The Department of Social and Health Services, which took the child from Fisher’s estranged wife, ordered an assessment of Fisher before placing the baby with him. Although he has an authorization to use the drug for pain from a back injury he suffered in 2007, a chemical dependency assessment trainee in Spokane recommended 30 days of inpatient drug treatment for his use of marijuana. Fisher, who said he turned to marijuana when opiate-based painkillers left him unable to work, or even function normally, balked. He mainly uses oils to kill the pain, and only smokes occasionally when the oils aren’t effective.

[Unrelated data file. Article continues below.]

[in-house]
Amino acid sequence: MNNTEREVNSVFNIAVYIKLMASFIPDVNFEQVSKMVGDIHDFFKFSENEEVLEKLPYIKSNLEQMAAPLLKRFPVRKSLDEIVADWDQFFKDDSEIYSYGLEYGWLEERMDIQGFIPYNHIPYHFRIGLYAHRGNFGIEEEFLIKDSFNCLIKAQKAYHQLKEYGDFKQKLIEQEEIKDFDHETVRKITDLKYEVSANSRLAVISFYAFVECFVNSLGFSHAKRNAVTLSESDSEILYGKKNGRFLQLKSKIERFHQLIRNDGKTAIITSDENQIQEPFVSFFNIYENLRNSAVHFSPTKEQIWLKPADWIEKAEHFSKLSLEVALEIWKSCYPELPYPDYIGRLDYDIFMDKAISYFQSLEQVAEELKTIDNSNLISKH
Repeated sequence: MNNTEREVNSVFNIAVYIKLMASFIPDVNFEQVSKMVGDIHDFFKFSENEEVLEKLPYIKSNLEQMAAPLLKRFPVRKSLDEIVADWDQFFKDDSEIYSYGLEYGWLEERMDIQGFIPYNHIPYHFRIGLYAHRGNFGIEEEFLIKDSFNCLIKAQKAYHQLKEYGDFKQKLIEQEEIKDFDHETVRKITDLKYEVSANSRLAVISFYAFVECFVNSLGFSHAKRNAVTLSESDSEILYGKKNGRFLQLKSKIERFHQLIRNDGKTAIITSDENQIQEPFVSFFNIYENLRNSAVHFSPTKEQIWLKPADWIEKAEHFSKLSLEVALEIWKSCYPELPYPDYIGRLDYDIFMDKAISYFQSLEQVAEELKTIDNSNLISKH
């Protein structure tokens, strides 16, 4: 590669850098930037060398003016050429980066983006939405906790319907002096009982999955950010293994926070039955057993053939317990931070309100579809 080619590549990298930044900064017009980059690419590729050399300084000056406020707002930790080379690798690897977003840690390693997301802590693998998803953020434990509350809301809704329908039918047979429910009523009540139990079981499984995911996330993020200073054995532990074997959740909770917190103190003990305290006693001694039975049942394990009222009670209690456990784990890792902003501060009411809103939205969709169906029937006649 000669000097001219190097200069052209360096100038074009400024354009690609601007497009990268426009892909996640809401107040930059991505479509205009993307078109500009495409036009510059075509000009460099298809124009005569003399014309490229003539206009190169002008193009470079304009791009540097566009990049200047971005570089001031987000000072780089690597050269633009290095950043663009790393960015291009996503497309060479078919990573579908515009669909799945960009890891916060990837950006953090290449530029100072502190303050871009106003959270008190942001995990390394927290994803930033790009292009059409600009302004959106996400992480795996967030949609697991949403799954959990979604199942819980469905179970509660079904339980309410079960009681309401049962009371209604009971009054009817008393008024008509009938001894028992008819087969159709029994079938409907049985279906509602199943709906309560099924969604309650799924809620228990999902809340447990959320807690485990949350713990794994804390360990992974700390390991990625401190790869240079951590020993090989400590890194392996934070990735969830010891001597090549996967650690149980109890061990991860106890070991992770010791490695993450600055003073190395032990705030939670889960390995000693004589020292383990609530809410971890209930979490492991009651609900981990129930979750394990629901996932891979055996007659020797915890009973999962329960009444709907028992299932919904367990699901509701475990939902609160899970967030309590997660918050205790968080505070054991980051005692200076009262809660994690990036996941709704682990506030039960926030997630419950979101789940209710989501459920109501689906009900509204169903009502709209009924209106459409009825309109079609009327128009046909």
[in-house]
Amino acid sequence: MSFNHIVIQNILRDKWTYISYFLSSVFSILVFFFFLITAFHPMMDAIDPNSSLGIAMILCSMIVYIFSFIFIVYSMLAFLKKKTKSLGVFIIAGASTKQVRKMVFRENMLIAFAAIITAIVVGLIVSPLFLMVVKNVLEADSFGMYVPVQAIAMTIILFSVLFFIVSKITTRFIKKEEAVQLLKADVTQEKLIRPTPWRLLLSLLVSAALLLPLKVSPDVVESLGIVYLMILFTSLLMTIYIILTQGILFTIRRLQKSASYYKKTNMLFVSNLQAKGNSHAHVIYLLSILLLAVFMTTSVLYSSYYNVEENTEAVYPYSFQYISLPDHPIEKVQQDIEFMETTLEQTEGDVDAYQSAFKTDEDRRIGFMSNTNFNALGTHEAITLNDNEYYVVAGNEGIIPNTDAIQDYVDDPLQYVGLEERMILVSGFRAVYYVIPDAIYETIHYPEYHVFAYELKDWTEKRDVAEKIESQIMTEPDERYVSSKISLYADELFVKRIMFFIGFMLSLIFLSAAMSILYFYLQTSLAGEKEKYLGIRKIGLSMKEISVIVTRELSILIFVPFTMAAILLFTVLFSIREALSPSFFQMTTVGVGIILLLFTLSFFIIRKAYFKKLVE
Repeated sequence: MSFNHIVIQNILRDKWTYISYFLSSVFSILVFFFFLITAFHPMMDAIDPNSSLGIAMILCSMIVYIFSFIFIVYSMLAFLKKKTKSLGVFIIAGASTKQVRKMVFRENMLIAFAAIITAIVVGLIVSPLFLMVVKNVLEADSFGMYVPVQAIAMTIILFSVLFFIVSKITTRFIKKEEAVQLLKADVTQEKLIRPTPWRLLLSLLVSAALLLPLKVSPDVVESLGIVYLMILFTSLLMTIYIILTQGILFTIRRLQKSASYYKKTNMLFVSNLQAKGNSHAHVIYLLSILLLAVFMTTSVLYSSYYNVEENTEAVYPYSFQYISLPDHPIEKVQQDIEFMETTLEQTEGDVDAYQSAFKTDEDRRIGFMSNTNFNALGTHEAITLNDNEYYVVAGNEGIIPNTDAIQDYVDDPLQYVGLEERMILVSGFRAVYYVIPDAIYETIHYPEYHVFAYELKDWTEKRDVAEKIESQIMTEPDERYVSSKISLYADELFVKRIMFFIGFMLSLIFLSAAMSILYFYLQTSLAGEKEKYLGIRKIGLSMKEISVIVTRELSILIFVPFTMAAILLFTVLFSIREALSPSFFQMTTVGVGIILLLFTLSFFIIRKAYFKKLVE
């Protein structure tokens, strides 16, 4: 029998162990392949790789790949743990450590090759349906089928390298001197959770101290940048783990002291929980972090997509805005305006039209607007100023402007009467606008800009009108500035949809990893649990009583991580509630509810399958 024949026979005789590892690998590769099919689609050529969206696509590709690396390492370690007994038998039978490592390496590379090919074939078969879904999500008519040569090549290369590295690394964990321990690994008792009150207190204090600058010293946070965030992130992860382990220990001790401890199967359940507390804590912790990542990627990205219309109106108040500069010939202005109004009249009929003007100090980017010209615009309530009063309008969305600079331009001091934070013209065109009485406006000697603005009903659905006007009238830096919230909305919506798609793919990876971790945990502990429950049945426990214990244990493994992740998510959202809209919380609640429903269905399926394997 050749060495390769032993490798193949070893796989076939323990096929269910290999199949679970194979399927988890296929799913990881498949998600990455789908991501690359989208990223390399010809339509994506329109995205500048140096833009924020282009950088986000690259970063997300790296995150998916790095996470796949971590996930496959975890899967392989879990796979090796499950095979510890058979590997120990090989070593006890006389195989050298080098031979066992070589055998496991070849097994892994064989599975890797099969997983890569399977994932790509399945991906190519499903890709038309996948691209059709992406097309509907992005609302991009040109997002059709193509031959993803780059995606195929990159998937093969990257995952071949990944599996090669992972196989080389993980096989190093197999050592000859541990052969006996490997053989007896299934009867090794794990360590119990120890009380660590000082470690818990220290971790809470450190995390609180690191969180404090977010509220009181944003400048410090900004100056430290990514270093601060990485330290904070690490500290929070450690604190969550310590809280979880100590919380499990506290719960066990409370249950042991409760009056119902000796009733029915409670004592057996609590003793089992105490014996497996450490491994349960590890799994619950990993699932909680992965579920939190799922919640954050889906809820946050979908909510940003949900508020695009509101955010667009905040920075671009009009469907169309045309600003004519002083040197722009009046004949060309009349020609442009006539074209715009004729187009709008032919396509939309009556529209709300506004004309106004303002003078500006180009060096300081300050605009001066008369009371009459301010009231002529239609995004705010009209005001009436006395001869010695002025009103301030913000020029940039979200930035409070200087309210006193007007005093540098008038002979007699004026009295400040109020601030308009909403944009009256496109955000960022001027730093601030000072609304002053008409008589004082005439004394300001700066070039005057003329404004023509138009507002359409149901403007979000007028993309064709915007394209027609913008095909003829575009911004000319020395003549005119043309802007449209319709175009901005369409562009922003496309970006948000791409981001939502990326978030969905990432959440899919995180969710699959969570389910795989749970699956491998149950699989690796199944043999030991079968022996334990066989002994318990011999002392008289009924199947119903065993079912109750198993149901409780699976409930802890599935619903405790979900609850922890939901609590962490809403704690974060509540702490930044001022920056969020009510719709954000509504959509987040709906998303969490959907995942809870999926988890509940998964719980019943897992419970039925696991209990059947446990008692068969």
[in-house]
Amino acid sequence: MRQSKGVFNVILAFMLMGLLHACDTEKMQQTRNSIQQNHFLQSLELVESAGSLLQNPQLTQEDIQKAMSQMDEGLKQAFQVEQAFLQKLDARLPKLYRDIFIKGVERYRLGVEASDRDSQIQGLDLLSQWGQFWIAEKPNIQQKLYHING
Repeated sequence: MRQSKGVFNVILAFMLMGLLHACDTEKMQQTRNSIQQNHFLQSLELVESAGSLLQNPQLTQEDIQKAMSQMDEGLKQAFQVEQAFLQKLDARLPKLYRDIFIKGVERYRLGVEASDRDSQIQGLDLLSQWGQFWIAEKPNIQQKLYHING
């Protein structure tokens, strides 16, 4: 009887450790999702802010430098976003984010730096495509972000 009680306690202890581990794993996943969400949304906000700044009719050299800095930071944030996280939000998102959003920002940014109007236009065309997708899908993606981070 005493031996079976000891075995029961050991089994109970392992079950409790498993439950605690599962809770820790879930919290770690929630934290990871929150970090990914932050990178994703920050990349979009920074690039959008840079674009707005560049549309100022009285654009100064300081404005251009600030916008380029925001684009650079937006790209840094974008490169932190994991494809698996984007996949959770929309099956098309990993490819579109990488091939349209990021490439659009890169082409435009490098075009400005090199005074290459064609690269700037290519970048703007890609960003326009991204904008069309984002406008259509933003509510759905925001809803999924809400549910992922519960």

He got another assessment from a chemical dependency expert in Kirkland who argued that Fisher was not addicted to marijuana, although he may be dependent on it. The expert, John O’Malley, told Family Law Commissioner Valerie Jolicoeur he believed there was a distinction. Chemical dependency means a person needs a drug to perform daily functions but it doesn’t have a negative effect on his life; an addict can’t stop taking a drug, even though it causes problems for his job, his family or his health.